It’s that time of year for gift giving and, if you are a gardener, then the gifts usually included a plant or two. Forget that the giver thinks you already have way too many plants already, he/she knows that your face will light up if you get another one (or three).
But let’s have a hint of caution – what about you pets and that new plant? So here are some of the things to avoid if you have a pet who likes to chew on the occasional plant.
Aloe (and creams with aloe) can
cause vomiting and diarrhea with weight loss. Tremors have been noted in dogs and cats.
The leaves of the caladium contain tiny crystals that cause irritation and pain in the mouth and can cause digestive problems.
The tubers of the cyclamen cause vomiting and diarrhea. Fatal seizures have also been noted.
Dracaena fragrans, also called the corn plant, can cause salivation, vomiting and depression.
Like the caladium, the dieffenbachia contains small sharp crystals that cause irritation and burning in the mouth, drooling, vomiting, and some swelling that makes swallowing difficult.
If your cat or dog chews the leaves of the jade plant it can also causes vomiting and depression.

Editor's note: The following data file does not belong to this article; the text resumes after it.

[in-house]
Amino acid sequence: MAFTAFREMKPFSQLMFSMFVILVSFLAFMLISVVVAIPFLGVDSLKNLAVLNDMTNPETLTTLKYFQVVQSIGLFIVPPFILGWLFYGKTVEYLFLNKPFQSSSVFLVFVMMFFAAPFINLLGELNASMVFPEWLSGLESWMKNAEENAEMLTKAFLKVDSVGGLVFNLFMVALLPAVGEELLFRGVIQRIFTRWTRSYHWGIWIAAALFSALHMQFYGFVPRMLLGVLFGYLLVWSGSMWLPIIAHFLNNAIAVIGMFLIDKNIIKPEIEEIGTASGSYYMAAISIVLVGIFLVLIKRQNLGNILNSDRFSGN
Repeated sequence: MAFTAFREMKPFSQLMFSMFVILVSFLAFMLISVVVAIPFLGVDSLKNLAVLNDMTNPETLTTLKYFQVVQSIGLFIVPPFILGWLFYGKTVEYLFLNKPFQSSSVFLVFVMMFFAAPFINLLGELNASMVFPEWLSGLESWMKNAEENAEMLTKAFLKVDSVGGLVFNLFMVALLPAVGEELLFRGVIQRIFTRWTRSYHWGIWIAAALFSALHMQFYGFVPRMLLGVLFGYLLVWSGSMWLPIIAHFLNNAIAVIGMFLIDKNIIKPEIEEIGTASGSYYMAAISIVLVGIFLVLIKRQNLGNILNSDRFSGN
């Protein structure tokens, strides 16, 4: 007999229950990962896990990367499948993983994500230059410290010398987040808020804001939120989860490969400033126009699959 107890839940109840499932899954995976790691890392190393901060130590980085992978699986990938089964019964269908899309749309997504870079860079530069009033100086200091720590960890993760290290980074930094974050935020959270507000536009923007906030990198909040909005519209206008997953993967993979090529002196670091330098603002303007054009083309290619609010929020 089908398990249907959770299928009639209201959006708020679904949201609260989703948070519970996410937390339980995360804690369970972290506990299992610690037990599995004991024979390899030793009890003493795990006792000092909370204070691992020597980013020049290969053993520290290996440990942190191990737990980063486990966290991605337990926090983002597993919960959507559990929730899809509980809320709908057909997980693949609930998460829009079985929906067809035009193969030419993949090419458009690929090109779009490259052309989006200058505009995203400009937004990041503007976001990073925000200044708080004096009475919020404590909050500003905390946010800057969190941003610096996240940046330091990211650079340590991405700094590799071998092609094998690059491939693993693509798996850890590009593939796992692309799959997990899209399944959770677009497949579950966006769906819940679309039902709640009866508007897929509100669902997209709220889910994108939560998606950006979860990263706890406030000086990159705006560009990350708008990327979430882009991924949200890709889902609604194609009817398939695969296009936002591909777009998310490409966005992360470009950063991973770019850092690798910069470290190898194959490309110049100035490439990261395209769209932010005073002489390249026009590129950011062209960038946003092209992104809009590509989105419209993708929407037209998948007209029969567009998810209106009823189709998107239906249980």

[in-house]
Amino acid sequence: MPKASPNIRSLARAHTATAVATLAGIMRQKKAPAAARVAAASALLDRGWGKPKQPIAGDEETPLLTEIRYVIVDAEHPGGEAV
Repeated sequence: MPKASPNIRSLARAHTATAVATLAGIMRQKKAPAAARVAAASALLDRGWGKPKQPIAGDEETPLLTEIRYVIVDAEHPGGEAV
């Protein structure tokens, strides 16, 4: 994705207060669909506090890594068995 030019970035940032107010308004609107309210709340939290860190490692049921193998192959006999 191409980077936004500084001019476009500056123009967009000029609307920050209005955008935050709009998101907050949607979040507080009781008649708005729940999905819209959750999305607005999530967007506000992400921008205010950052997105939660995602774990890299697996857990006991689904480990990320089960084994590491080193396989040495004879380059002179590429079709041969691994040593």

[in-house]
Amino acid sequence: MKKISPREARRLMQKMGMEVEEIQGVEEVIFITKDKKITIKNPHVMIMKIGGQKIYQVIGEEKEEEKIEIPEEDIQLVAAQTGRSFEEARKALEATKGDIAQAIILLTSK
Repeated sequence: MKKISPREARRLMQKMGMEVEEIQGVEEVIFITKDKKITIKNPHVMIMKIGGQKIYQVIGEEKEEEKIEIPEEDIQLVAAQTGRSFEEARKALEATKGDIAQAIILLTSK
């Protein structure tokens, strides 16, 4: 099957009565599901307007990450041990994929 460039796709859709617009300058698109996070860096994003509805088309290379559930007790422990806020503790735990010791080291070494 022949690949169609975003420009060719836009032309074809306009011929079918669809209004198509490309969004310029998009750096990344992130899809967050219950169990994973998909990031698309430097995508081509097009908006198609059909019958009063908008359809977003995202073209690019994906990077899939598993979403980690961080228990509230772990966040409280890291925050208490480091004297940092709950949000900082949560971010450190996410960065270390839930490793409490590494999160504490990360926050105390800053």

You probably knew that many lily bulbs could cause kidney failure in cats (not dogs), but did you know that the pollen has been known to kill cats as well? If you bring a lily inside, snip off the anthers (pollen producers) to avoid the problem.
We have a lot of philodendron species on our property, and you may have as well, or perhaps you have one as a balcony or house plant. The leaves can cause a burning sensation in the mouth, drooling, problems with swallowing and vomiting. The leaves of the pothos vine contain needle-like crystals of calcium oxalate called raphides which cause the same symptoms as the philodendron.
A new one for me, the pregnant onion, Albuca bracteata, is grown for its flowers but the sap can cause contact dermatitis when handled and the leaves and flowers can cause heart problems.
We have a sego palm in the garden, a gift from a friend who had just gotten a new puppy and was afraid that she would chew on it. In addition to vomiting and thirst, it can cause hemorrhaging of the stomach and intestines, blood problems, liver damage, liver failure, and death. If we ever get a new puppy, it will have to go.
Finally, watch out of poinsettias, amaryllis and daffodil bulbs and those Christmas cacti, not as bad as the others, but not good for pets.
Oh, and watch out for toddlers who put anything in their mouths, if it’s dangerous for pets, it’s dangerous for kids.